Iron Age farming life
Muriau’r Gwyddelod, meaning ‘the walls of the Irish’, is an exceptionally well-preserved Iron Age farming landscape above Harlech, complete with the remains of roundhouses, stone-walled enclosures and ancient field boundaries. The site comprises two courtyards, built close to one another and surrounded by a sub-circular stone enclosure, around which radiates a system of so-called ‘Celtic fields’.
The north-eastern courtyard contains the remains of three stone-built roundhouses, while that to the south-west appears to have contained only one. A little further off there is another large, roughly circular enclosure, also stone-walled, which may once have contained another settlement. Old maps of the area suggest that the name Muriau’r Gwyddelod was given originally to this site rather than to the courtyard settlements.
The site is close to the north-eastern end of the ancient trackway known locally as Y FforddWyddelig, or the ‘Irish Way’, and it is thought probable that Muriau’r Gwyddelod was its destination. The site is around 700 metres long, though aerial photographs have revealed that the ancient field system extended much further. The field boundaries are visible for the most part as tumbled lines of stones, but it is thought that certain modern fields in the area, many of which feature irregular walls, may preserve the ancient field pattern. The so-called ‘Celtic fields’ are distinguished by their rectangular shape, while later medieval fields tend to be long, thin strips of land. Other similar sites nearby attest to the fact that the whole area must have been developed for farming in ancient times.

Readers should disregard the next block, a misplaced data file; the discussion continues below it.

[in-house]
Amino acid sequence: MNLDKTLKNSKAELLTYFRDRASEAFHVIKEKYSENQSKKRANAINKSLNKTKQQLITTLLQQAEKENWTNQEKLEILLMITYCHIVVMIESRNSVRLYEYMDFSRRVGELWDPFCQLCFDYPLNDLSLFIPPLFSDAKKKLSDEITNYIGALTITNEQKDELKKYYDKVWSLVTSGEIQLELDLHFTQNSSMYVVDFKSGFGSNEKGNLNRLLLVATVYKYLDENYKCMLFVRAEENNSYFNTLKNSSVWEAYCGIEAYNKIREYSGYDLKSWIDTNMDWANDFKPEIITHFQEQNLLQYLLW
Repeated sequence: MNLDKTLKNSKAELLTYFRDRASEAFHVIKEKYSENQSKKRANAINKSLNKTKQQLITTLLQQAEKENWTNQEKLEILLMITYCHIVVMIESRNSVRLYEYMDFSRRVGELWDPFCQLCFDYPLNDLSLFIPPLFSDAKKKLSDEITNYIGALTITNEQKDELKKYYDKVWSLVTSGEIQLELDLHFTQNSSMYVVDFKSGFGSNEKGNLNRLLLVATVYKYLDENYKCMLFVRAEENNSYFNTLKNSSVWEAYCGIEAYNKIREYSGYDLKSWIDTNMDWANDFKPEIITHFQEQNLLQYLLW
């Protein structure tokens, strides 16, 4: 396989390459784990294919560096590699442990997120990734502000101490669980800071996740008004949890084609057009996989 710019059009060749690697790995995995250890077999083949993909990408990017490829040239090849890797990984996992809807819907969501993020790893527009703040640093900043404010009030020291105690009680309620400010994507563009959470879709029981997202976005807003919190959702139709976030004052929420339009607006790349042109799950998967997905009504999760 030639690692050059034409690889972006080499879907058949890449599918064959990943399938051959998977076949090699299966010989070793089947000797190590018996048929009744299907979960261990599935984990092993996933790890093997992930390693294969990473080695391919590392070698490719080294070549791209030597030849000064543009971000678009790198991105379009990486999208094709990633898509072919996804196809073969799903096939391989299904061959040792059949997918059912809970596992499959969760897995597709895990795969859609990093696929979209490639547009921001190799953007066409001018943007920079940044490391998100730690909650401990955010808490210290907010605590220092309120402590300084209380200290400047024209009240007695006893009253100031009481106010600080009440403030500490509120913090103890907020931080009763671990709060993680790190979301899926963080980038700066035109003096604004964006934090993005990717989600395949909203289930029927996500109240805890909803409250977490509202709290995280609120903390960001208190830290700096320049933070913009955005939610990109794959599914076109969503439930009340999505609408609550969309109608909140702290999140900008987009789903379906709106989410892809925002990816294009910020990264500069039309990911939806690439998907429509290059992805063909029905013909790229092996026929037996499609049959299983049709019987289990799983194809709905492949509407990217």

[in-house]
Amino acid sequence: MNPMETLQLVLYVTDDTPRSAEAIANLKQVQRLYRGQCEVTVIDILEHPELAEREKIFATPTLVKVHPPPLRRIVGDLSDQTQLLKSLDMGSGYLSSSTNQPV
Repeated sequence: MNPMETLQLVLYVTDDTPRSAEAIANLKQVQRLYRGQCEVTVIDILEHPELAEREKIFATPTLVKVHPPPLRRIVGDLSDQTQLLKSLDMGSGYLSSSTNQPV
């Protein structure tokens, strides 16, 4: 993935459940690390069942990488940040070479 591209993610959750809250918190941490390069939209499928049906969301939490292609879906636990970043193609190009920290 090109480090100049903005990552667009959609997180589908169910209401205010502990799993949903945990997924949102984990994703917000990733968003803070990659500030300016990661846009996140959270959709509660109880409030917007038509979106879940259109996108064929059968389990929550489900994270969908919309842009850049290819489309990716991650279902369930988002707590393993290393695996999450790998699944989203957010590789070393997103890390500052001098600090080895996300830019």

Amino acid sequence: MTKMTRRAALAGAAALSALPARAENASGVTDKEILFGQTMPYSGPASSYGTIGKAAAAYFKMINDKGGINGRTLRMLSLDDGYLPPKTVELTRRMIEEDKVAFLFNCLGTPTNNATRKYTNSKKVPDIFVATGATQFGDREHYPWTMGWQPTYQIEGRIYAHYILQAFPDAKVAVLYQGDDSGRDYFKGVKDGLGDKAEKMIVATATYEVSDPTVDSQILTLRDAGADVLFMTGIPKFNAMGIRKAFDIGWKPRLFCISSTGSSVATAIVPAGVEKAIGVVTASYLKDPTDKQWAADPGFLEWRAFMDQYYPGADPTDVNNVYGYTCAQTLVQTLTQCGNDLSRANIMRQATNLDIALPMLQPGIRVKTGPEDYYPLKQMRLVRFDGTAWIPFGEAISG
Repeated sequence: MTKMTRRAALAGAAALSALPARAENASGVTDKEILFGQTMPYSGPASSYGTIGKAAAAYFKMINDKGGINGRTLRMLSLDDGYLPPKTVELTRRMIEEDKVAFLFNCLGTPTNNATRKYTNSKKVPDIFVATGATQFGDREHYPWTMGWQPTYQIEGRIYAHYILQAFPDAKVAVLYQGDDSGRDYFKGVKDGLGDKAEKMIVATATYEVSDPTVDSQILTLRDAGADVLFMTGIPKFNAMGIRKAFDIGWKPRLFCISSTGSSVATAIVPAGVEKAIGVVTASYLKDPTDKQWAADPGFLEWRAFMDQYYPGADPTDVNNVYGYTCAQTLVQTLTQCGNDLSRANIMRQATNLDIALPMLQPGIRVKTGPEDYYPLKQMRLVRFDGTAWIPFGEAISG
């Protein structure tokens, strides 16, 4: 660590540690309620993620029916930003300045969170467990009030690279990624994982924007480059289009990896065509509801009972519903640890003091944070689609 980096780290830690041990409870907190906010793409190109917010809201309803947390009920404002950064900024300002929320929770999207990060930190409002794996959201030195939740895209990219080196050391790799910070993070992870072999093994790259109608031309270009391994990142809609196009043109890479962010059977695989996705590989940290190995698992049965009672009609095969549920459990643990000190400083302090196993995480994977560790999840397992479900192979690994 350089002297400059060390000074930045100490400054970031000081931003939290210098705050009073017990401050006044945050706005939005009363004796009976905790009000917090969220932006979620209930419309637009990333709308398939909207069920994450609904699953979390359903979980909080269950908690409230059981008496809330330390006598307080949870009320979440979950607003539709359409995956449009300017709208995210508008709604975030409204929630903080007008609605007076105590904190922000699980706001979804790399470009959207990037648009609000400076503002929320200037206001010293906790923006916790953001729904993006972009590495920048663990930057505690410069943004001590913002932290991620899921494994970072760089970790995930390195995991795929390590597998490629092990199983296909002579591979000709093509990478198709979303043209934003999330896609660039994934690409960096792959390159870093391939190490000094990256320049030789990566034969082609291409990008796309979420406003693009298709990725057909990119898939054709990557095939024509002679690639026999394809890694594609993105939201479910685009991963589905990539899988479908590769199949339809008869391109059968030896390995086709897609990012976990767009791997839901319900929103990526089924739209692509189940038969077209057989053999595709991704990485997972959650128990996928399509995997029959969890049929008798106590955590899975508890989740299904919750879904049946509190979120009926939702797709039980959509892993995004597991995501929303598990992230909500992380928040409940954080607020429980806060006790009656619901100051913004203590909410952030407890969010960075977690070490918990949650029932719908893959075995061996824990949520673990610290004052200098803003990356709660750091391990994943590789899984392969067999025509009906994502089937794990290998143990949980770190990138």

- Accessible by Public Transport
- Good Walks Nearby
Enclosures and hut circles are just off small road from Harlech to Llanfair
Harlech - 1/2 mile
Harlech bus stop
1/2 mile south of castle. Footpaths nearby.
OS map required
Full Figure Grid Reference: SH 582303
OS Landranger map sheet: 124
- Muriau'r Gwyddelod, Harlech